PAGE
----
Everyone loves a personal story. We like to hear how other people paid off debt, retired early, paid for college, or afforded that fabulous vacation. Personal stories are fun to read and can be inspiring.
However, too many people focus on just the numbers in these stories and then get all bent out of shape because the numbers given aren’t exactly like theirs. They complain in the comment trails of blogs or give bashing reviews to books saying, “This [whatever inspiring thing the author has done] isn’t possible in the real world. The numbers just don’t add up.”
But it isn’t the numbers that readers should focus on. Costs of living vary widely across the U.S. and around the world. What a $50,000 income will buy in one place may not even cover the basics in another. While certain money saving behaviors might work well in one area (going without a car, foregoing air conditioning, clipping coupons, etc.), they might not be possible or as cost efficient in another. The numbers will always be different based on where you live and how much you make. Unless you live in the same location as the author and have their exact job, you’ll never be able to compare apples to apples.
Yet instead of dismissing the author’s story as either an outright lie or a mathematical impossibility, stop and look at how they achieved their goal. Whether the person paid off $50,000 of debt in one year on a $90,000 income, or whether they took a $4,000 vacation on a $20,000 income isn’t the point. The point is that they took certain steps to achieve their goals. That’s what you should take from such personal stories. Don’t worry about whether their numbers exactly match what you think is possible. Focus on learning from the tips and advice the storyteller is giving you.
Almost every personal story tells you the things that they did to achieve their goal. They list the items that they cut out or reduced in their budgets. The detail the sacrifices they made. Some of their advice may not apply to you. Some of it will. But the point isn’t to give you a roadmap to follow exactly. The point is to get you thinking about changes you can make in your own life to achieve your personal goals.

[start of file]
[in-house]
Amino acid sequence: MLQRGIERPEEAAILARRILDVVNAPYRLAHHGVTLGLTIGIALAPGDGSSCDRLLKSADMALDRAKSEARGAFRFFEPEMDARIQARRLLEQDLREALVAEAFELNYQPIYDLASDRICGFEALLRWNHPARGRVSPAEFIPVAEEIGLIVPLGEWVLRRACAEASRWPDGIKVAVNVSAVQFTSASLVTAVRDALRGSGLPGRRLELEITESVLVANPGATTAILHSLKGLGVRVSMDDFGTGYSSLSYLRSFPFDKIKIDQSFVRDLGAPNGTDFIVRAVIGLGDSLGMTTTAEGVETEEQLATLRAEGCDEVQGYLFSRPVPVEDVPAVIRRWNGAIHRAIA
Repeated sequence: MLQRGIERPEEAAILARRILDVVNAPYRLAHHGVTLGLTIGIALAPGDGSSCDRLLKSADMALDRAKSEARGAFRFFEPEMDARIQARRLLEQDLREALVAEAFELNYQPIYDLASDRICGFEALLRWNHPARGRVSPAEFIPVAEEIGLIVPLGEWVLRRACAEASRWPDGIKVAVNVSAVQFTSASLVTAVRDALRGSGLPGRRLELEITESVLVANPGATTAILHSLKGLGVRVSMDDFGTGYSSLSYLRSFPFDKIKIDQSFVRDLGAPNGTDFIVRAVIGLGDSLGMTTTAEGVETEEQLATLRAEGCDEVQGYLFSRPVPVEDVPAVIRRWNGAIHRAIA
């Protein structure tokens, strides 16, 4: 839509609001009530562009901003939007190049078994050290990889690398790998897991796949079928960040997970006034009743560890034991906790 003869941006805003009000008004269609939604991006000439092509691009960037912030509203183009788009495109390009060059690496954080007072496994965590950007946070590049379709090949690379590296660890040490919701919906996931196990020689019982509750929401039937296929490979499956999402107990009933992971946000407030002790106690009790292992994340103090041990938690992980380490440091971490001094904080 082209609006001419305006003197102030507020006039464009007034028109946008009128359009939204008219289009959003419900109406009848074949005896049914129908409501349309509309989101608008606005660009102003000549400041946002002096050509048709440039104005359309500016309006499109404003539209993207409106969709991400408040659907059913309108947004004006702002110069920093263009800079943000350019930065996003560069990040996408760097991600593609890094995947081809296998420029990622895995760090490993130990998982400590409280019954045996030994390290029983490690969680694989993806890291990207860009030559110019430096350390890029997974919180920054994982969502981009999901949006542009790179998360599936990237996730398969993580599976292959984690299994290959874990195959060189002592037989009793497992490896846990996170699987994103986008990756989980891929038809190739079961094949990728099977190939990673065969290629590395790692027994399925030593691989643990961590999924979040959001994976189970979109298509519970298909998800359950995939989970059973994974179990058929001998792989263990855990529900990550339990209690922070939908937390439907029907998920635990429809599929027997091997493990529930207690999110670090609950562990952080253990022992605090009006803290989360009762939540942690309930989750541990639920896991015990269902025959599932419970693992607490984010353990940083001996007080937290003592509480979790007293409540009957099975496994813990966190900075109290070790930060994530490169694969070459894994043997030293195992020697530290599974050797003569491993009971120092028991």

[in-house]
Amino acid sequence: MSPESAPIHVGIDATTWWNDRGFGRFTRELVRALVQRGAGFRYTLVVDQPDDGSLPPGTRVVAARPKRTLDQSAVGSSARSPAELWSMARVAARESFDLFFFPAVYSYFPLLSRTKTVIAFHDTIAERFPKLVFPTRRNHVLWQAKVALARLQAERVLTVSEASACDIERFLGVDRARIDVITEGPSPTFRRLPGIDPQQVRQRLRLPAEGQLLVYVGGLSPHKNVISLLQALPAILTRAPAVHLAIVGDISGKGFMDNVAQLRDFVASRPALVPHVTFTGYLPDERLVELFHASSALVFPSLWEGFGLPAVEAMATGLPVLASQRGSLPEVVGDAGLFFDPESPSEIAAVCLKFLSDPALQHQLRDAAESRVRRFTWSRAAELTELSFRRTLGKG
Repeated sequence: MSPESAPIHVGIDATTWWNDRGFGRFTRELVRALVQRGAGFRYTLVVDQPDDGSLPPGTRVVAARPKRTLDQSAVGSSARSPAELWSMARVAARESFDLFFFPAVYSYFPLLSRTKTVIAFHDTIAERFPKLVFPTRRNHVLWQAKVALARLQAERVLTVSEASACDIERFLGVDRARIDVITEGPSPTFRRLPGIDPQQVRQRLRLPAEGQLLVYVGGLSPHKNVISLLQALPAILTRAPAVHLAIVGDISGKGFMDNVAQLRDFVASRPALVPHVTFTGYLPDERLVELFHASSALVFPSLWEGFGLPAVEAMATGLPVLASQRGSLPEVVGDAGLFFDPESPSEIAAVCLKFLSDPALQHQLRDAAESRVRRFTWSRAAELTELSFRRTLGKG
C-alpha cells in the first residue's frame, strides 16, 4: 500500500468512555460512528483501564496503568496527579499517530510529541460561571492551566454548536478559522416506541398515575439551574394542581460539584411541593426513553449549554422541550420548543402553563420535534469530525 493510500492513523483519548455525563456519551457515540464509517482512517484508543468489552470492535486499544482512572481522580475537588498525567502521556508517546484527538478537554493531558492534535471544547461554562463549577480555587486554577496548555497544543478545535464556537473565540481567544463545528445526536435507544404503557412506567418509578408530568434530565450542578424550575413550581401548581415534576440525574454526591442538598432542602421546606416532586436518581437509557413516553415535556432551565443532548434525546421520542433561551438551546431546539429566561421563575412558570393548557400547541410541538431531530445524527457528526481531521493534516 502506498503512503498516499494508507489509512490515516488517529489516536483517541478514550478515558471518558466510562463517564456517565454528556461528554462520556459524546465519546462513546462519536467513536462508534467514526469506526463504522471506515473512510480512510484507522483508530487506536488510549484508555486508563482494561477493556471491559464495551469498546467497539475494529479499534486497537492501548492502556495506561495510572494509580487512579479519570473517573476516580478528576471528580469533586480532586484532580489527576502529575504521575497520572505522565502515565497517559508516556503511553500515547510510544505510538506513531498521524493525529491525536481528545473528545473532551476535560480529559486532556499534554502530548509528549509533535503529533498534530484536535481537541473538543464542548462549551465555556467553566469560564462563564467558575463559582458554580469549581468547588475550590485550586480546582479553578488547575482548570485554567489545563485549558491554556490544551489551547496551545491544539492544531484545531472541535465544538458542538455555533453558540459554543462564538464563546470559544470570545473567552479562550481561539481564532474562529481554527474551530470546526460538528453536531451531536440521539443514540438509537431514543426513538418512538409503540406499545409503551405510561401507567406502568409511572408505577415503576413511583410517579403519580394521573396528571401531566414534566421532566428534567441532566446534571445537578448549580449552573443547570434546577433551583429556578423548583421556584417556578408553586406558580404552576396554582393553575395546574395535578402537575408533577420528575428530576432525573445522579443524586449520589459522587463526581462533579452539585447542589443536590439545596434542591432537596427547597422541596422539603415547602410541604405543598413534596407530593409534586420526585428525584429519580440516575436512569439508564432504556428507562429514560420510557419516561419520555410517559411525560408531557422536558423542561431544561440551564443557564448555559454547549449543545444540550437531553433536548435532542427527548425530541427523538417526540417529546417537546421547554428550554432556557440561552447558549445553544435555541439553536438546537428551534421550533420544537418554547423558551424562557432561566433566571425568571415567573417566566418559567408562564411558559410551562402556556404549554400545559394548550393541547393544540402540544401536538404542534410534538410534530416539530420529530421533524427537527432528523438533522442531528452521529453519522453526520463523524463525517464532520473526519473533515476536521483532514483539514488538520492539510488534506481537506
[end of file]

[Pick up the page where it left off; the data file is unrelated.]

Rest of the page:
Here’s an example: You read an article about how someone is able to live without a car and that they save $10,000 a year in maintenance, gas, insurance, taxes, etc. You think, “Bah. I can’t do that here, so this article is rubbish. It’s impossible to save $10,000 per year.”
But if you stop focusing on the numbers and think about what the person is actually doing, you might be able to come away with a few money saving strategies. Maybe you can’t eliminate a car entirely, but maybe there are times of the year when walking or biking is more appealing. Maybe you have some public transportation that, while not great for everyday commuting, can be used once per week or so for more casual outings. Maybe you can find a carpool twice per week, or work out some type of car sharing arrangement with a friend. Maybe you’ll be reminded to shop around for a better deal on your insurance. No, you won’t save the $10,000 mentioned in the article by trying some of these strategies, but you’ll save something.
It’s the same with larger goals. Someone discusses how they retired early and people cry, “Not possible for me! I don’t have that kind of income (or I have too many kids or I can’t give up my extras, etc.).” But they don’t stop and think, “Hey, I might not make that kind of money and I might have some limitations that the author did not, but there are things I can do to cut my expenses. Look at all the things this person does to save money. Some of it would work for me, and I’ve got access to things she doesn’t mention. Maybe I can’t retire at forty, but maybe I can manage it by fifty-five.” Just because you won’t make it on the same timetable as the author doesn’t mean that your goal is worthless or unachievable. It’s just different.
When you get hung up on the numbers in a book or a blog post, you often dismiss some valuable advice. At the very least, the story will likely to inspire you to think differently about your own spending. And that’s where change starts. You’ll only make yourself nuts if you try to make your numbers match someone else’s exactly, but you can take the advice, wisdom, and inspiration contained in the story and use it to make your own success. It won’t be the same as the author’s, but it might be even better.
(Photo courtesy of Luis Argerich)